Eradicating the Dependence on Imported Coal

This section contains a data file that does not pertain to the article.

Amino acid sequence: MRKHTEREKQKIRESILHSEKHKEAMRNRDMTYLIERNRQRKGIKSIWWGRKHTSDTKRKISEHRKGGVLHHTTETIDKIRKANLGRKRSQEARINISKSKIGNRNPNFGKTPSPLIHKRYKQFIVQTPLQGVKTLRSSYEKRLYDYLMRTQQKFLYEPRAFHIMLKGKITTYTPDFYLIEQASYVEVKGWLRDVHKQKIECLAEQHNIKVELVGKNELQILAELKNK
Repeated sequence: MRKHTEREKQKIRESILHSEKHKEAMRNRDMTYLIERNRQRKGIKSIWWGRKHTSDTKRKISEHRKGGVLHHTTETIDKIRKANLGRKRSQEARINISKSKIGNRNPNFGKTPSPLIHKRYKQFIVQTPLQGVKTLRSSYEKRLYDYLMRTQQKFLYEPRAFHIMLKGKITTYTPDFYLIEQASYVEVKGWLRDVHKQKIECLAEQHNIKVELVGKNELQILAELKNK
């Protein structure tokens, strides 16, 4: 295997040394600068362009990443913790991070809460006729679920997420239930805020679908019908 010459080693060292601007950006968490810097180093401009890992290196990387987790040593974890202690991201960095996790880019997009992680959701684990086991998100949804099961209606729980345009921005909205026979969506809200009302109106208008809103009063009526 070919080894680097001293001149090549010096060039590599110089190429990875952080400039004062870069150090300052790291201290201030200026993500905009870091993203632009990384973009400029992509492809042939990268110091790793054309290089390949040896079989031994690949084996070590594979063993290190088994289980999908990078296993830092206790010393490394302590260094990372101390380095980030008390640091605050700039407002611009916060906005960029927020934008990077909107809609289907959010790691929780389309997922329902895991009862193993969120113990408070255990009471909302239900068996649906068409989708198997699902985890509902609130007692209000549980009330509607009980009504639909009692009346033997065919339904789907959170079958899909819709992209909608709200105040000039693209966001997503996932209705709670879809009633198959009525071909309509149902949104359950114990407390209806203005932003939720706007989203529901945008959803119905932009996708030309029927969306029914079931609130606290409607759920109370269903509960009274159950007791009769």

Under the previous UPA-led government, India started importing a significant amount of coal—approximately 77 percent of its energy supply—to compensate for its domestic production deficits. Importing coal at high global prices leads to an increase in power costs as well as other industrial sectors. In May 2014, Energy Minister Piyush Goyal surprised the world by announcing a proposal to cease the importation of thermal coal within the next few years. The government aims for a 10% reduction in energy imports by 2022 and a 50% cut by 2030. The logic behind Goyal’s plan is compelling: imported coal is inflationary, as it does not aid India’s energy-system security. The Financial Times reports that Mr. Goyal’s comprehensive plan includes ramping up the domestic production of coal, especially by the state-backed coal miner, Coal India Limited. A component of this comprehensive plan is the auctioning of coal mines. However, the country has a tarnished history when it comes to the auctioning of coal mines to private companies. In September 2014, 214 coal deposit auctions and leases were cancelled by the Supreme Court upon the discovery that US $33 billion of government owned coal assets had been illegally allocated to select companies for “free.” Mines stopped production and the reduced domestic coal supply drove up energy costs. Nonetheless, in February 2015, the Indian government auctioned, via a tender, coal mine deposits through transparent yet aggressive bidding in the hopes of refueling the dejected domestic coal mining industry. The plan to significantly step up Coal India Limited’s domestic coal productivity is only part of Minister Goyal’s comprehensive plan. The other component involves investing in the installation of India’s sustainable renewable energy capacity.